const mySSID = getWifiSSID();

Wake-on-LAN

You can use the wakeOnLan function to send a magic packet to turn on another device on your network. The first parameter has to be the MAC-address of the device. As the optional second parameter, you can pass the network/broadcast address to be used, and as the third parameter you can define the port.

wakeOnLan('01-23-45-67-89-ab');

wakeOnLan('01-23-45-67-89-ab', '255.255.255.255', 9);

Send MQTT message

The sendMqttMessages function allows you to connect to an MQTT broker, send (i.e. publish) one or more messages to it, and then disconnect again. The first parameter is the URI of the server/broker, the second (optional) parameter provides options for the connection (e.g. username and password) and the third parameter is a list of all the messages that should be sent.

sendMQTTMessages("tcp://192.168.0.42:1234", {"username": "admin", "password": "1234"}, [
    {"topic": "hallway-lamp/set", "payload": "{\"state\":\"ON\"}"},
    {"topic": "desk-lamp/set", "payload": "{\"state\":\"ON\", \"brightness\": 255}"},
]);

Please note that this does not provide any particular quality of service guarantees, and that it is not possible to subscribe to topics this way.

Send TCP Packet

You can use the sendTCPPacket function to send a TCP packet to another device on your network. Pass the packet data as the first parameter (either as a string, Uint8Array or array of numbers denoting bytes), the target host's name or IP address as the second parameter and its TCP port as the third parameter.

sendTCPPacket('hello', '192.168.1.42', 1337);

sendTCPPacket([0x68, 0x65, 0x6C, 0x6C, 0x6F], 'example.com', 4242);

Send UDP Packet

You can use the sendUDPPacket function to send a UDP packet to another device on your network. Pass the packet data as the first parameter (either as a string, Uint8Array or array of numbers denoting bytes), the target host's name or IP address as the second parameter and its UDP port as the third parameter.

sendUDPPacket('hello', '192.168.1.42', 1337);

sendUDPPacket([0x68, 0x65, 0x6C, 0x6C, 0x6F], 'example.com', 4242);

Miscellaneous Built-In Functions

This section lists all of the built-in functions which do not fall into a specific category.

enqueueShortcut

With this function you can enqueue a shortcut to execute after the current one (or after the last enqueued one if there are already shortcuts scheduled to execute). Simply pass the name or ID of a shortcut as the first parameter.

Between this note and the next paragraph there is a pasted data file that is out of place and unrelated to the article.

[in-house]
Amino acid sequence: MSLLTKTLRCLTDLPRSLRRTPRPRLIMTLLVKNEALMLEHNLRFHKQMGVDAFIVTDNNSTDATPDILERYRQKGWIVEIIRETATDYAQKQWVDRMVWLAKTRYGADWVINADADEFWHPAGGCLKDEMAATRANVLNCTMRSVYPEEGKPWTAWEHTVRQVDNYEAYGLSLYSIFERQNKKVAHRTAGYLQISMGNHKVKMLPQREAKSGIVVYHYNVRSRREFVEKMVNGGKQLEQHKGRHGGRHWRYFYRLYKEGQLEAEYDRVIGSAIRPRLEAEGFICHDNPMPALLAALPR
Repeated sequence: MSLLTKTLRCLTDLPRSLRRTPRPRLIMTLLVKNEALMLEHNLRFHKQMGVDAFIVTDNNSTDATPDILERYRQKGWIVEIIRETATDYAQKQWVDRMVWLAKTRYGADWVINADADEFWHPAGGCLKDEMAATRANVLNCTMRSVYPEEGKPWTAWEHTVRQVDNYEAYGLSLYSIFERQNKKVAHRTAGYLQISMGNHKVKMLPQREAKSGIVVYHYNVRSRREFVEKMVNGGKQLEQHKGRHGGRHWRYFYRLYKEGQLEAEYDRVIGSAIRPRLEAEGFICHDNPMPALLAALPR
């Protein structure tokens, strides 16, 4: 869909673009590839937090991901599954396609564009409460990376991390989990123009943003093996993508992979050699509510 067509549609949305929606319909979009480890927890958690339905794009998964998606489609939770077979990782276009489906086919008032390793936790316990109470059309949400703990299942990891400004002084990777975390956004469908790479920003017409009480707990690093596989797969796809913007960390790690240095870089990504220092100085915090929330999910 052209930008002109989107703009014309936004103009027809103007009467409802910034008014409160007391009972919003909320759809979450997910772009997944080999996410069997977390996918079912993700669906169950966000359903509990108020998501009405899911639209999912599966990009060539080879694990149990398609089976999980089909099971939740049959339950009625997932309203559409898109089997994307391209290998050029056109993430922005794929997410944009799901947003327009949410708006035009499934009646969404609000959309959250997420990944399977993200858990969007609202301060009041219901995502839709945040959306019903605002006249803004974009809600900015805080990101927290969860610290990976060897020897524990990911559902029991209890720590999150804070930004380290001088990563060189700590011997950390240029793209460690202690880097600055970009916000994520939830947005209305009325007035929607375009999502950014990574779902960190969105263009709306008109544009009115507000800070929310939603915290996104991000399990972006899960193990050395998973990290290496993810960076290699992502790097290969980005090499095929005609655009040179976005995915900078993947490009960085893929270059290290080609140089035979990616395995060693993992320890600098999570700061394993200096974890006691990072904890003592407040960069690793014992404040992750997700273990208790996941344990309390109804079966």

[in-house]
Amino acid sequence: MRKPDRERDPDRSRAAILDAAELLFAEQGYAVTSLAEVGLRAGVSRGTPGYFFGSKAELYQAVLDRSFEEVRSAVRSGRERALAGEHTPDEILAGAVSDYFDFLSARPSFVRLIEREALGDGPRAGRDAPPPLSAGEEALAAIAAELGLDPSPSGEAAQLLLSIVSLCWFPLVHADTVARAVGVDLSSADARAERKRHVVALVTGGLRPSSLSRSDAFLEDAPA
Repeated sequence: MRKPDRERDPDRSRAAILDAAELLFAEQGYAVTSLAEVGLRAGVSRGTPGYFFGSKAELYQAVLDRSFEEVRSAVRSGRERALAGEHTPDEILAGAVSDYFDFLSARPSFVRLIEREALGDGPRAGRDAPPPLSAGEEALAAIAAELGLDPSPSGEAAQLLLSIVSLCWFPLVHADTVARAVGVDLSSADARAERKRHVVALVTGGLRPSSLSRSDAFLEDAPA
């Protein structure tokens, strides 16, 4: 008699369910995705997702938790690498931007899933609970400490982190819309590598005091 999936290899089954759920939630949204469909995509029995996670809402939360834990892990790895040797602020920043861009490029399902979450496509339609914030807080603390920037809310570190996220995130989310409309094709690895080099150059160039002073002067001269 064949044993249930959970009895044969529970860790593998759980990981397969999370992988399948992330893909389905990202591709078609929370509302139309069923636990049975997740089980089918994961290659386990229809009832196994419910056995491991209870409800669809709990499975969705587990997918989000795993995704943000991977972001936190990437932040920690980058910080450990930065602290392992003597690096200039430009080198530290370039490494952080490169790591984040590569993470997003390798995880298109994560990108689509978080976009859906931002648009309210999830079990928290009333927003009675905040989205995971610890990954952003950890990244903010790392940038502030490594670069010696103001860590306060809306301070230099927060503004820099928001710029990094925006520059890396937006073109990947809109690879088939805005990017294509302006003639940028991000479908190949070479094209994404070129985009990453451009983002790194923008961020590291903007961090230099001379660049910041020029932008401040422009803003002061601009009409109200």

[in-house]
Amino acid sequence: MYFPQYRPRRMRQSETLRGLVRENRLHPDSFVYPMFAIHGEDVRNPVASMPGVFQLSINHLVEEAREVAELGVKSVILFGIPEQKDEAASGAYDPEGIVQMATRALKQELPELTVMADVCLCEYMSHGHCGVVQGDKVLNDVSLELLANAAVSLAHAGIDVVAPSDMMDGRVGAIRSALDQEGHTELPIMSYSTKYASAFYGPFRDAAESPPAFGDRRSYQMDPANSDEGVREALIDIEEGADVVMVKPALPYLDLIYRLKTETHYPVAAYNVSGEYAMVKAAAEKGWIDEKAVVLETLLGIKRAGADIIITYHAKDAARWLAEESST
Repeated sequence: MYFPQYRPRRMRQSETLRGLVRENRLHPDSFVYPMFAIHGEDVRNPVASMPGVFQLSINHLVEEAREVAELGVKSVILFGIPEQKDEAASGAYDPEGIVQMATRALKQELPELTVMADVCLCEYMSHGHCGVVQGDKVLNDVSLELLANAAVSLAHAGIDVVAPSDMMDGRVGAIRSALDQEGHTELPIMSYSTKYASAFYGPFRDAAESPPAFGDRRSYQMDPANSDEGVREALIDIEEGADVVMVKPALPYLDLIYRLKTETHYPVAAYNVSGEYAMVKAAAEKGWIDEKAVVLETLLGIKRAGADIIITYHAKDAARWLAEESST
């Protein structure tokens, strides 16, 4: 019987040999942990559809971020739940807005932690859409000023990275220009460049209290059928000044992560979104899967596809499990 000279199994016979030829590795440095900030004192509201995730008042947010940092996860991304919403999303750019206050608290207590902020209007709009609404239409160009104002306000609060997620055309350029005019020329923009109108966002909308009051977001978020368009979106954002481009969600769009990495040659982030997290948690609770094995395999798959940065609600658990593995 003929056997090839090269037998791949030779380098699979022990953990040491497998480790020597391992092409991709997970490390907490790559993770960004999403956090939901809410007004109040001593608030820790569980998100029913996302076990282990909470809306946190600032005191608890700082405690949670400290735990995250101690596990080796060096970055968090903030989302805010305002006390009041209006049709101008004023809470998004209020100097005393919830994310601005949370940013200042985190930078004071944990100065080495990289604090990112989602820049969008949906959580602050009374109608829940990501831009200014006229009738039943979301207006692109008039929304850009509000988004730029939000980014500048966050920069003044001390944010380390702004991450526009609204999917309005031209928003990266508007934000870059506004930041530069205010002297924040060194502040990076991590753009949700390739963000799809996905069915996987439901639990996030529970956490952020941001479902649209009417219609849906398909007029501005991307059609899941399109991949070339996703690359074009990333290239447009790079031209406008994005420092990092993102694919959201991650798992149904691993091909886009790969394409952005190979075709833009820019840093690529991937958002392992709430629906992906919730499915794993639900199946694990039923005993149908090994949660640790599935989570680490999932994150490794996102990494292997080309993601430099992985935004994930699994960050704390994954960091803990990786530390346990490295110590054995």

enqueueShortcut('My Other Shortcut');

Optionally you can pass an object as the second parameter to provide values for variables. This will not change the stored values of the variables but they will assume the specified value when the other shortcut is executed. This is particularly useful for dynamic variable types (such as "Text Input" or "Multiple Choice Selection").

enqueueShortcut('My Other Shortcut', {
    'My_Variable1': 'Hello World',
    'My_Variable2': ':D',
});

As an optional third parameter, you can pass the number of milliseconds by which to delay the execution. This way you can schedule a shortcut to run at a later point in time. Please note that the delay will not be exact and can not exceed 5 minutes.

enqueueShortcut('My Other Shortcut', null, 2 * 60 * 1000); // runs in 2 minutes

Note that the shortcut will only be executed once the current shortcut (and all shortcuts that have been enqueued before it) has finished executing. It will not be executed immediately. If you need the shortcut to run immediately, use executeShortcut instead.

executeShortcut

This function allows you to execute another shortcut within the current one and receive its result. Pass the name or ID of a shortcut as the first parameter.

executeShortcut('My Other Shortcut');

Optionally you can pass an object as the second parameter to provide values for variables. This will not change the stored values of the variables but they will assume the specified value when the other shortcut is executed. This is particularly useful for dynamic variable types (such as "Text Input" or "Multiple Choice Selection").

executeShortcut('My Other Shortcut', {
    'My_Variable1': 'Hello World',
    'My_Variable2': ':D',
});

The function will return an object which contains a status field which you can query to see if the shortcut's execution was successful. It may contain the values "success", "failure", or "unknown".

const result = executeShortcut('My Other Shortcut');
if (result.status === 'success') {
    const body = result.response.body;
    alert(body);
} else if (result.status === 'failure') {
    if (result.networkError) {
        alert(result.networkError);